Conference Topics and Process for Submitting Proposals

Our three main questions on the introductory page - the divisive and uniting qualities of interpretive responses to sacred texts, the contexts that affect those responses, and the models for future harmony provided by successful interfaith communities in the past - invite many other questions. We hope to bring together anthropologists, economists, historians, political scientists, and sociologists, in addition to textual scholars, theologians, and specialists in religious studies.

Some of the questions that seem to us to seek an answer are listed below the procedures for submitting proposals. The list is a dynamic one: as you submit your questions, whether as parts of proposals for presentation or as questions you wish to hear discussed, we will add them to this list.

Procedures for submitting proposals

We look forward to your proposals for papers and/or panel presentations. These proposals (attachments in .docx format preferred) should be sent to hickeycenter.conference@gmail.com with the subject line, "Proposal Submission." The deadline for all proposals is January 31, 2013. Selected papers will be published.

Proposals will be reviewed when they are received. You will be informed of acceptance within a month. The proposal should be no more than 550 words. In addition you should send a 225-word resume that presents your expertise in the area of your presentation, as well as your address, telephone number, and email address. No proposals will be accepted after January 31, 2013. Your entire presentation will be due May 1, 2013. Acceptance of your presentation for publication will be sent September 25, 2013.

Questions Seeking Answers: Some Possibilities

Do the material forms and ritual uses of scriptures create common ground between religious groups or do they mark antagonizing differences between communities? How do the texts’ visions of sacred places/lands bring harmony/disharmony to a pluralistic world? What vision of harmony conditions our reading of the texts? What vision of disharmony conditions our reading of the texts? Is the unity or division evidenced in the texts based on belief, ritual, morals, or polity? Do religious people adapt to the text or does their reading of the text adapt to their wishes? What do we mean by text? As it is written? As it is spoken? As it is “used” in communal gatherings of worship and prayer? What were the original purposes of the text in each of the religions? What is the role of translations of texts in unifying and/or dividing those in a religion? How do claims of exclusive authority play out in the sacred texts of each of the Abrahamic traditions? How does each textual tradition prioritize that tradition in the eyes of God vis a vis other humans? What are the various methods of interpretation used by each faith tradition in understanding its sacred texts? What are the various methods of preaching used to communicate these meanings to each religious community? What passages vex interfaith dialogue, and what passages contain elements that might encourage fruitful discussions across the faith traditions? To what extent are any of the traditionally authoritative textual hermeneutics and rhetorics open to contemporary Western academic methods of textual interpretation? To what extent are particular interpretative traditions accepted as authoritative in each tradition? Are these interpretive traditions open to contemporary academic methods of textual interpretation? How are the sacred texts related to the divergent versions of the conception of the Household of God - the nation of Israel, the realm(s) of Christendom, and the Umma of Islam? What is at stake in responses to the passages that define and prescribe defenses of each conception? Is there scriptural warrant in the traditions for an overarching conception of the household of God? What social groups or movements of the past might we take as inspiring or cautionary examples of textual interpretation and application to social life? Schedule Schedule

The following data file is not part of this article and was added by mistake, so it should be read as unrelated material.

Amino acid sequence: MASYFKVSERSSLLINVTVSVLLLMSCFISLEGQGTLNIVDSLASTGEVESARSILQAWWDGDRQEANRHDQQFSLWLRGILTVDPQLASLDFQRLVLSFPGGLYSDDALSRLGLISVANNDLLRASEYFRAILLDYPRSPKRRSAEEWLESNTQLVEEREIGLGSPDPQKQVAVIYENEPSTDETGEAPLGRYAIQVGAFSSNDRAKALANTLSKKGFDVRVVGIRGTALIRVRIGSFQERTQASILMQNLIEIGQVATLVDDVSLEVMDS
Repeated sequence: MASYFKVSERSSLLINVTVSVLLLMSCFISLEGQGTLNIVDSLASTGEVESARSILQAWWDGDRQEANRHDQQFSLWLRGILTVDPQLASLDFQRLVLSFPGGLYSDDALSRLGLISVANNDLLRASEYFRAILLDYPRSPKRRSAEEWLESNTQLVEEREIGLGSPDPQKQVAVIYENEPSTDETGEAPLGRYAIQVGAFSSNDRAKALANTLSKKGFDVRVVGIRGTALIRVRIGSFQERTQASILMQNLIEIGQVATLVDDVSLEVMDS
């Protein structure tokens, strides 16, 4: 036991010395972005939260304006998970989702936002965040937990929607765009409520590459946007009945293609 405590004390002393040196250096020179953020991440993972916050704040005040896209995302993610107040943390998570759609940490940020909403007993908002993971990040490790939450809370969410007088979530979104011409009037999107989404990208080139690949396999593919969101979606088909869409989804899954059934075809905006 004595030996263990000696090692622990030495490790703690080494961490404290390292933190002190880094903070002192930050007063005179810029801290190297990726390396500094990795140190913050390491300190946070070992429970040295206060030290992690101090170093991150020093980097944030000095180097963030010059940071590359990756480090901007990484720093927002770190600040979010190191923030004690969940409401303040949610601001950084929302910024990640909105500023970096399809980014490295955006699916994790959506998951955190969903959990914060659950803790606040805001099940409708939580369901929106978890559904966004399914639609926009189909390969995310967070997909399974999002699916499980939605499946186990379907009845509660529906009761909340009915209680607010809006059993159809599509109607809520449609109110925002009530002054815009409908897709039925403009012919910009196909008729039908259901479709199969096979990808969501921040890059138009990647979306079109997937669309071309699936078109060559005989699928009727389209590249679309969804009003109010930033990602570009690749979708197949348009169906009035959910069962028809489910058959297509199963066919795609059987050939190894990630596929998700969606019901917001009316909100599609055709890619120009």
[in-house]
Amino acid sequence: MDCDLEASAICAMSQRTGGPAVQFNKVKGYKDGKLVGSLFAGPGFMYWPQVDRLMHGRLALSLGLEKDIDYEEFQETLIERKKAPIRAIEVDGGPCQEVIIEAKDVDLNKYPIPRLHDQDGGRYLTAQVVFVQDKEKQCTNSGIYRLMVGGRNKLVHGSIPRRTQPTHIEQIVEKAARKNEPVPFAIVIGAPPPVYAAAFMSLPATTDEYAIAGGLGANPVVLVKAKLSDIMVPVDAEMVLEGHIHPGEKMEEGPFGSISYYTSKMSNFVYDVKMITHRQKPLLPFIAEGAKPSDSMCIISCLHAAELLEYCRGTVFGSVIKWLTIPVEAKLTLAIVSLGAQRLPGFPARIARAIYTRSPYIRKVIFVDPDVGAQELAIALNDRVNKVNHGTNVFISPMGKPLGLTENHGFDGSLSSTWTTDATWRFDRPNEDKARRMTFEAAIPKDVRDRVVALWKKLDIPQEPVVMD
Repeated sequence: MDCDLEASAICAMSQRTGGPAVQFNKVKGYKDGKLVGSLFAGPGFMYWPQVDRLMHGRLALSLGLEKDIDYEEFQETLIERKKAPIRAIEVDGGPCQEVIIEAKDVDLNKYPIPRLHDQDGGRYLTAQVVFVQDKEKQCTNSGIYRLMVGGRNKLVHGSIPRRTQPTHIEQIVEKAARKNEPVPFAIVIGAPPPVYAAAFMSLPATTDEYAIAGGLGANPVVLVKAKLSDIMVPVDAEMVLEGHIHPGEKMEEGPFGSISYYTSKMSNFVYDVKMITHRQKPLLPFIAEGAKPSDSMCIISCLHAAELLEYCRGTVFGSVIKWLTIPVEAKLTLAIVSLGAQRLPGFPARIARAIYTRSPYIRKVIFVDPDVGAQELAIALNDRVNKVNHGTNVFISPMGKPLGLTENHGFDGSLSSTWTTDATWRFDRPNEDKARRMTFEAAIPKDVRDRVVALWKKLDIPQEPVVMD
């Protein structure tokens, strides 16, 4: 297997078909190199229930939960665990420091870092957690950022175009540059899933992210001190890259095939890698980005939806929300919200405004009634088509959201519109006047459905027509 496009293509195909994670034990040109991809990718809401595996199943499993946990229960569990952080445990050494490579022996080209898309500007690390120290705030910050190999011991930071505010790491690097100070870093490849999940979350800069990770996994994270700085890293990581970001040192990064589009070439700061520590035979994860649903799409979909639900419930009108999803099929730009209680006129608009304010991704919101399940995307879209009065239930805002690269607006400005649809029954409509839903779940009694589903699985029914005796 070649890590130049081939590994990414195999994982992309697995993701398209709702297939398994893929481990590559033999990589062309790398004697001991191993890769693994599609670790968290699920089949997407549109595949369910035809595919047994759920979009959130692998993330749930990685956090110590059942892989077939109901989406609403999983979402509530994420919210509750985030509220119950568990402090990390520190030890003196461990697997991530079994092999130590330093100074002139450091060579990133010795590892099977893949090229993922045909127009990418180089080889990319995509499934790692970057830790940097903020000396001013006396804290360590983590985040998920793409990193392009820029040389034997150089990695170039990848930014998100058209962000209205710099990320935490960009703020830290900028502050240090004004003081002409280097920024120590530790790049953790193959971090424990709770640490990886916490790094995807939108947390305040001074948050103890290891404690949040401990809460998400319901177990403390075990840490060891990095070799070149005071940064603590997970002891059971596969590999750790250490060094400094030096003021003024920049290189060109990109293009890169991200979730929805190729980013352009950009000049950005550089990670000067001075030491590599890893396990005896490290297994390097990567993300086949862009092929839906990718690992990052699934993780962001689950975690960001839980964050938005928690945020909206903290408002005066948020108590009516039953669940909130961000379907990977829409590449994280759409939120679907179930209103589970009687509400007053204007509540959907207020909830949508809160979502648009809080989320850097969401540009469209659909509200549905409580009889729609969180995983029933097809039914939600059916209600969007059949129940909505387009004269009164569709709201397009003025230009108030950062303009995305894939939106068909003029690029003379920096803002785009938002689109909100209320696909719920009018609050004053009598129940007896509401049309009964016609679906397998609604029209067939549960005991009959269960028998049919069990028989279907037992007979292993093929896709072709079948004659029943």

Note: This schedule is tentative. As proposals for talks and panels are received, the plenary sessions may be readjusted. SUNDAY JUNE 23, 2013 3:00 PM Registration

4:30 PM Opening Remarks

5:30 PM Plenary panel Moderator: Nathan Kollar

Rabbi Rachel Mikva, Chicago Theological Seminary Leonard Swidler, Temple University Muzammil H. Siddiqi, Fiqh Council of North America

7:00 PM Dinner and opening address: Moderator:

Father Tomas Michel, Georgetown University

MONDAY JUNE 24, 2013 7:00 AM Breakfast 8:30-10:00 AM SESSION ONE

Teaching and Learning: Scriptural Reasoning Moderator: Michael Dobkowski

William W. Young Listening Through Texts

Steven Kepnes Scriptural Reasoning as a Method of Inter-Religious Dialogue Rabbi Gilbert Rosenthal

The Doctrine of Umot Ha-Olam Salvation and the Jewish concept of Hasidei

Thematic Readings: Chosen-ness, God, Creation Moderator: Susan Novak

Peter J. Haas From Chosen to Choosing: For Whom Was the Revelation at Sinai?

Abdulla Galadari Reconciling Incarnation of God and Creation of Human Flesh: A Dialogue between the Qur'an and Bible Using Inter-textual Polysemy in Hermeneutics